Yet a-c drives also have inherent disadvantages in constant-torque applications such as extrusion, say detractors.
Others caution against potential thermal problems with a-c drives, particularly if a-c motors have not been tested for variable-frequency duty.
One application that has proven to be successful for a-c drives is on air rings and internal bubble cooling (IBC) systems of some blown film lines.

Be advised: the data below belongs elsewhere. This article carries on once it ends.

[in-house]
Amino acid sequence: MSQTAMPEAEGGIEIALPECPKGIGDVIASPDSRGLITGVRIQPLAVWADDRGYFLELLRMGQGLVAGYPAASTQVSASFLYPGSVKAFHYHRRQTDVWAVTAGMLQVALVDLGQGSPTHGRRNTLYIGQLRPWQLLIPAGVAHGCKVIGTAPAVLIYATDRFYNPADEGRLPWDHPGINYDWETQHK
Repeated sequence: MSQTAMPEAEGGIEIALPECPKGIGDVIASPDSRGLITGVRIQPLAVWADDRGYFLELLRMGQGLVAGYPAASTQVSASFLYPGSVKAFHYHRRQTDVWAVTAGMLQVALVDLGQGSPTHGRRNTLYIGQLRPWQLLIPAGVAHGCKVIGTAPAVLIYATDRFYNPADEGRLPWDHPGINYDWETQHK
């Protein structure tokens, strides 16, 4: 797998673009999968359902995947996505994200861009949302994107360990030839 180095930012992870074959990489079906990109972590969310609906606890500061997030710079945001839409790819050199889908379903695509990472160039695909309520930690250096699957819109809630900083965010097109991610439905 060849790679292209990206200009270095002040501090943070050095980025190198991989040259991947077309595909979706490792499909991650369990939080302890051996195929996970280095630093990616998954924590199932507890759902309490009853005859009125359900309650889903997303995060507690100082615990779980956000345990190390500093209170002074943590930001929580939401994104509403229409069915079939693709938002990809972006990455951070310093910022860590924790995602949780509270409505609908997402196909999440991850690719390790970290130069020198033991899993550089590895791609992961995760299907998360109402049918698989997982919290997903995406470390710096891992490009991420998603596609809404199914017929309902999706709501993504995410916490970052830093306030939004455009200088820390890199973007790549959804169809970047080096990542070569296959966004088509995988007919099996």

Another area in which a-c drives may have potential is in extrusion control.
Traditionally, a-c electronics have been more complex than those of d-c drives, making a-c drive systems more expensive.
C-TAC's Green cites an in-house cost survey, conducted last year, that compared average distributor pricing of a-c and d-c systems, including controllers, blowers, and motors, from 11 different drive manufacturers.
- the only major supplier of these drives in higher horsepower ranges - to combine the best characteristics of a-c drives and brush-type d-c drives.